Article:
How to Trim Dog Toe Nails Properly
Trimming a dog's toenails can be a daunting task. There are several reasons for this such as:
- Trying to get the dog or puppy to stay still. No doubt about it, dogs & puppies wiggle, especially when your trying to trim their nails.
- If your clippers take too much of the nail off it will bleed. Sometimes its not so easy to make it stop because of the hard nail tissue surrounding the wound doesn't easily collapse over the hole to seal it.
- Finding an assistant to hold the dog still while you try to get that little claw through the clipper slot.
To make the task easier get a pair of clippers made for the job. It will make the job easier because they are made specifically to hold the dogs claw in its natural position; a semi-circle, instead of flat like a human toe clipper. Most dog toenail clippers have a protective shield that slides over the slot so the toenail won't go through the clippers too far. This is a big plus for people with wiggly dogs but don't like the sight of blood when too much nail is cut-off.
Below you will find a variety of dog toenails. From a clear/blond color to the pitch black color. As you can see, the clear/blond nail gives the person trimming the nail a clear view to the blood vessel running through it, whereas the black gives away none of its secrets within.
Referring to the image at the right, the nail should be trimmed up to, but not into, the blood vessel that runs through the toenail. Dogs that have clear or blond toenails this blood vessel running through it is very easy to see. Dogs with dark brown or even black toenails this is vessel is not visible at all.
"Trial and Error" is not the best method to use when your dogs toenails are too dark to see. This will only cause the dog to become fearful and panicky on subsequent toenail trimmings. The best thing to do is the nail "long". Meaning, instead of taking the chance of nicking the vessel and dealing with the mess and pain it ensues, just cut the tip of the nail, leaving it longer than you would think it should be. In other words, be on the safe side. The toenail has been left too long if it clicks on the floor when the dog walks.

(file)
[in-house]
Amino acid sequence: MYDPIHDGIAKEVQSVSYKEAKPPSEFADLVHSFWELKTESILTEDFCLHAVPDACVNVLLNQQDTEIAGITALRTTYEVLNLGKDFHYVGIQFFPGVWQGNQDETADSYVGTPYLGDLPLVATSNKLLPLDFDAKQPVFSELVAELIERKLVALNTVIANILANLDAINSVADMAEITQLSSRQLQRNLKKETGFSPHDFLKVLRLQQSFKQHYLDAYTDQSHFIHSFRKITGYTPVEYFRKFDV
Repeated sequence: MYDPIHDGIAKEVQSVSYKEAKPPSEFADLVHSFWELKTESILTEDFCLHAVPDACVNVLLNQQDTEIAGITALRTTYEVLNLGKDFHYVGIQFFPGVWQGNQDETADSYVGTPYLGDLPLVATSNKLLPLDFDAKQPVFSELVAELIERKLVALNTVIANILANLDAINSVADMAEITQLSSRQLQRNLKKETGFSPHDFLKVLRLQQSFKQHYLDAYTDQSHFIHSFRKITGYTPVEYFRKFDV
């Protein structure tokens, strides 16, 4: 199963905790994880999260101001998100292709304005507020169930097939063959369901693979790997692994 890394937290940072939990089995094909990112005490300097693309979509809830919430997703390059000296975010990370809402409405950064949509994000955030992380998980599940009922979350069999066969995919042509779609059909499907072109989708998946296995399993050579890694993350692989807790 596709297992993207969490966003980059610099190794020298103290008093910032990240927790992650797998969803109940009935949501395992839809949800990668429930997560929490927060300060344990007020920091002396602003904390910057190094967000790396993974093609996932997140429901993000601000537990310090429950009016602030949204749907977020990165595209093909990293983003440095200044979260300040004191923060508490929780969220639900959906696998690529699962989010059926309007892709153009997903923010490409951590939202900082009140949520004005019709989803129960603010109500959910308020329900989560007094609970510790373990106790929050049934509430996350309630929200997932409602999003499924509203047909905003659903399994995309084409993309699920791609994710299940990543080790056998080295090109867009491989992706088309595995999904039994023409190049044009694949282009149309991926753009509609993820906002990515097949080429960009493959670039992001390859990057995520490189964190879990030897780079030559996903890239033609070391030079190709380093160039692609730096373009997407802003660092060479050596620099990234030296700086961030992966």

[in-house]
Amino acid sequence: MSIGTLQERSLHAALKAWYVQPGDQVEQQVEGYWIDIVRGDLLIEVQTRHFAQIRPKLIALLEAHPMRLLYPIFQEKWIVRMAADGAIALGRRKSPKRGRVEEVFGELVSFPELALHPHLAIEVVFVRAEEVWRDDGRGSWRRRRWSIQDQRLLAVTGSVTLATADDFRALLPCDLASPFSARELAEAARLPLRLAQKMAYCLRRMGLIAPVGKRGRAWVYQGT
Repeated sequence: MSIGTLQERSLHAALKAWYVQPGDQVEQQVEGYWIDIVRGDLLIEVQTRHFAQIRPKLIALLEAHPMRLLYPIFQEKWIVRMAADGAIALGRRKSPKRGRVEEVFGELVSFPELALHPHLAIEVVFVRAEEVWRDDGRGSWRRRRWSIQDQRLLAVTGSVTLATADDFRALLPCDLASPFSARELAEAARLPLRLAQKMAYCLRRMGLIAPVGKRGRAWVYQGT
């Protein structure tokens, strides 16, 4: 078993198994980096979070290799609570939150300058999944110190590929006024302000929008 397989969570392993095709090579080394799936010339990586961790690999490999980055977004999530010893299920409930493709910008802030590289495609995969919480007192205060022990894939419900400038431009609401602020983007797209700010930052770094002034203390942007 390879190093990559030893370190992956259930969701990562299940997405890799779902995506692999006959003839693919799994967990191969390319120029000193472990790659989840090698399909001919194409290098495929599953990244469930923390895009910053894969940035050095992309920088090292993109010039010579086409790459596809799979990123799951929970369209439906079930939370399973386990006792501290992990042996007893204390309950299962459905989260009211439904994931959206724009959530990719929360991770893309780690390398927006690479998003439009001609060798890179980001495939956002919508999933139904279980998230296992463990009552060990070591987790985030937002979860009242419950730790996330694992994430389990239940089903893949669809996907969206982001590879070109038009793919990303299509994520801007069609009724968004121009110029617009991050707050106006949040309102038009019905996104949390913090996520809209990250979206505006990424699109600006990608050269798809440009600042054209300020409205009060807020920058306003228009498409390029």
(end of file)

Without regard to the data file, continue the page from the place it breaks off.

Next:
Trimming a little dogs nail is a lot easier than trimming one on a large dog bar far. For the large breeds you'll need an assistant with a strong grip, yet a calm voice, to help make the dog relax. Yelling, "No" or "Sit" is not going to get you anywhere when you have a dog that's upset about the process.
When my dogs were growing up, and now, I always make sure I touch them and handle their various appendages, so that when a time comes that I need to trim their toenails or let the veternarian look into their ear or hold a tail, they are used to it and it won't frighten them. If your dog is only accustomed to having his tummy rubbed or chest and head scratched, then when its time for any other body part to be touched, and its usually at an inconvenient time, its going to be upsetting. So when you're relaxing with your doggy in front of the t.v. run your hands down his leg to his feet and handle each toe gently and the toenail too. Then run your hands down his tail, don't pull on it, but just feel it, get him used to being touched. It can make things much easier in the long run when you need to be able to touch his toes, tail and ears.
If you do clip off a little too much of the nail and it starts to bleed, press your finger on it until it stops. There are also blood clotting powders available just for times like that. A stiptic pencil, used by men when they nick their face, can burn. This might not be first choice but if its all you have available you may have to use it if finger pressure isn't stopping it. It may look bad but it will stop bleeding if you keep the finger pressure on it.